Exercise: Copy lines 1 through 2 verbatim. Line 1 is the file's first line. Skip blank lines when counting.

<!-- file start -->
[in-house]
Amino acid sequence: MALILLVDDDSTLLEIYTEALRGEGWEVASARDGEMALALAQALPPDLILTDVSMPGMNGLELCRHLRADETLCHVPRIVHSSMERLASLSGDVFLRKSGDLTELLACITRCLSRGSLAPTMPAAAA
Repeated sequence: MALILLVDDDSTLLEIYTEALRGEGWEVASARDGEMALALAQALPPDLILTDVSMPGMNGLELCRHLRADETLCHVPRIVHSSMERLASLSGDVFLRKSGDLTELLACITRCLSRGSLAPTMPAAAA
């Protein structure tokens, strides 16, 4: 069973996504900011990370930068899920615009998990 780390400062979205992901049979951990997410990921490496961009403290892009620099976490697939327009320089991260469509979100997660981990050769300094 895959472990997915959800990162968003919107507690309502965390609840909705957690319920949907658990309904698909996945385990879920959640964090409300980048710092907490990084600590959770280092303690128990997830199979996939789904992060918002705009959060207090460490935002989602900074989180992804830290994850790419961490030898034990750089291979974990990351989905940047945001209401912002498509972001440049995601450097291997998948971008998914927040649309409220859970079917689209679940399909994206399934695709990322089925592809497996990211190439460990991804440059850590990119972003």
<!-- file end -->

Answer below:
[in-house]
Amino acid sequence: MALILLVDDDSTLLEIYTEALRGEGWEVASARDGEMALALAQALPPDLILTDVSMPGMNGLELCRHLRADETLCHVPRIVHSSMERLASLSGDVFLRKSGDLTELLACITRCLSRGSLAPTMPAAAA